Valuing labor in the anti-violence sector

This post comes out of a conversation that I had with a friend the other day.

I volunteer for a bunch of organizations, including rape crisis and domestic violence organizations. Those, and LGBTQ anti-violence programs (which help LGBTQ people who have experienced interpersonal violence, and work to prevent such violence), could collectively be referred to as the anti-violence sector. There are a couple of things that I’ve observed:

1) It is hugely dominated by women and trans/gender nonconforming people (some of whom are also women). Some LGBTQ anti-violence programs came out of cis gay men’s communities in the ’80s or thereabouts, in response to gay bashings, and traditionally have strong ties with those communities, but even those, these days, tend to be dominated by people other than cis men. And in anti-sexual-violence work and anti-domestic-violence work I encounter even fewer cis men – they definitely exist, they’re just very outnumbered (and they’re disproportionately gay/bi/queer/etc, which means that like the women and trans folks that I discuss below, they’re more likely to be poor than straight cis men).

2) It depends on unpaid labor (both volunteer work and internships) that is also performed mostly by women and trans people. I appreciate everything I’ve learned and had the opportunity to do by volunteering extensively in the anti-violence sector, and I also see the usefulness of the model from a movement-building perspective (lots of community members, not just those who made it their paid career, trained in the relevant skills and forms of organizing) but I feel weird about it from a labor perspective. This is not “volunteering” in the sense that some people think of the term, where you show up for a couple of hours to do unskilled tasks. To do direct service volunteering with my local rape crisis center, I had to have 40 hours of initial training to get certified as a rape crisis counselor, and have to attend two 90-minute continuing ed/skills development meetings per month, in addition to the work itself. It’s hard not to wonder if we’re undermining the idea that grueling and important anti-violence work is of value (on the other hand, even with volunteers reducing the number of paid staff needed, it’s not like there’s enough money to pay the existing staff, and I’ll get to that in a minute).

These organizations usually have a mix of government, foundation, and individual funding, with funding for smaller and people-of-color-oriented organizations usually coming disproportionately from the first two categories. You can read all kinds of illuminating things about the trials and tribulations of nonprofit funding (including the data to back up my previous sentence) at the blog Nonprofit With Balls. This rarely allows for good salaries. There are clinicians with graduate degrees getting paid at levels that qualify them as “Very Low Income” for a two-person household in this metro area under HUD regulations. And advocates who work their asses off who make even less. Especially in the context of a society where 57% of trans/gender nonconforming people have household incomes of less than $50,000/year (compared to 41% of the general population) and where women make less than men and are more likely to be poor, there’s something wrong here. The current funding and pay structures are reinforcing inequality. The individualistic approach would be to tell young people that they should go into well-paying fields and not these ones, but that doesn’t address the issue that we need talented people to go into these fields.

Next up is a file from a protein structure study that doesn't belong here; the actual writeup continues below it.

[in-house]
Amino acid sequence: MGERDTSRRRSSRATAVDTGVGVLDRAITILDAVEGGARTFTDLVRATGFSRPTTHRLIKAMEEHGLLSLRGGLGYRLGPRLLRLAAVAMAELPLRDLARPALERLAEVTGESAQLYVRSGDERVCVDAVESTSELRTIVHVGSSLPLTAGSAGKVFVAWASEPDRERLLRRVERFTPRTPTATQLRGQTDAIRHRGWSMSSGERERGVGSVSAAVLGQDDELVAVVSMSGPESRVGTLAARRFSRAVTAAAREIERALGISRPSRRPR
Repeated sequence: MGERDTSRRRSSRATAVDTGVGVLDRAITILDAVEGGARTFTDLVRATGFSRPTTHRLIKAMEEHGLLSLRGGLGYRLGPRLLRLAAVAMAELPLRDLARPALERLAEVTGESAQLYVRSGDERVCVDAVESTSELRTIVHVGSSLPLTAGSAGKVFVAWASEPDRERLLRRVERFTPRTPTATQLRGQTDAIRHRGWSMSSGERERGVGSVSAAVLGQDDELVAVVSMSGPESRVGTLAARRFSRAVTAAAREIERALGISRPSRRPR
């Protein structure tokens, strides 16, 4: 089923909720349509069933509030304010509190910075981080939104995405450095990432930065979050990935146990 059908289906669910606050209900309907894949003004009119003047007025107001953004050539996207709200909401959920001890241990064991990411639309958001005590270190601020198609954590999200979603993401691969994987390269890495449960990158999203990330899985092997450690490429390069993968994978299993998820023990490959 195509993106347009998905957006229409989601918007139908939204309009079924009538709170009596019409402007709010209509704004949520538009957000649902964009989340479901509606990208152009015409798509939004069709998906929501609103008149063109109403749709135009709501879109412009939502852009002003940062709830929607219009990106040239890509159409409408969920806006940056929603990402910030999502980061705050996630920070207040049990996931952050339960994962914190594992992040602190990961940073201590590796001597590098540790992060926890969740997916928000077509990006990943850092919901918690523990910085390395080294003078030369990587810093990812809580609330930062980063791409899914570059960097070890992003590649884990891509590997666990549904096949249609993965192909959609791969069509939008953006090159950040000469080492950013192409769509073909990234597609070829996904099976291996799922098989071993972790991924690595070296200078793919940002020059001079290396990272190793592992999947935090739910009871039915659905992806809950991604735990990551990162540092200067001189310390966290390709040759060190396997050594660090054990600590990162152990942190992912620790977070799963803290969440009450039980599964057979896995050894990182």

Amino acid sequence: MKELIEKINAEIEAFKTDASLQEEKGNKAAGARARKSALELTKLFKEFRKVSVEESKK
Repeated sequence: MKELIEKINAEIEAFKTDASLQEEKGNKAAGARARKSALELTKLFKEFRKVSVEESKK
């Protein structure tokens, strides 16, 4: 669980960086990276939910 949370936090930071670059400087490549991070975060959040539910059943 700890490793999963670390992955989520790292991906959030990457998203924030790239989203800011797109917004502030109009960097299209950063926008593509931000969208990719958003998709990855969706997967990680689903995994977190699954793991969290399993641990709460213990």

Now, I’m talking about a structural problem here, not just trying to stick the blame on nonprofits themselves. I’m aware that the money is often genuinely not there (though I do think some people in the sector need to reconsider certain attitudes – I’ve heard wonderful people who are paid far too little talk about decent salaries as being “unsustainable” and a sign that an organization is doing something wrong, instead of a goal that we should aspire to make feasible for everyone). But why isn’t it there? Because much of the money comes from government and foundation funders, and the amount they supply doesn’t support paying people at reasonable levels.

“Well, the government doesn’t have the money either.” Here’s the thing. The federal government has a bunch of money. I used to do computer science rearch at companies that got most of their funding from the Department of Defense. In my first job out of college, I was being paid roughly twice as much as someone in a typical bachelor’s-level anti-violence-sector job in this metro area, to work on research funded by DoD small-business-funding programs, some of which was pretty cool (and interesting to other researchers), but most of which ended up on a shelf somewhere in terms of how much the DoD actually cared about putting it to use. If the DoD could give my then-company enough money to pay me a decent salary for that, why doesn’t, say, the DHHS, or the Department of Justice, have money to give to rape crisis centers to pay workers at least $50k/year for skilled labor? It’s a matter of funding priorties. It’s not a matter of the free market, because we are talking about government-funded sectors here.

It’s a matter of valuing labor that is mostly by and for women and trans/gender nonconforming people (which is itself a matter of valuing those people and their well-being). It’s a matter of valuing service work and affective labor. It’s a matter of treating workers in these jobs with respect instead of as martyr-wanna-bes who took a value of poverty. It’s a feminist and queer issue.

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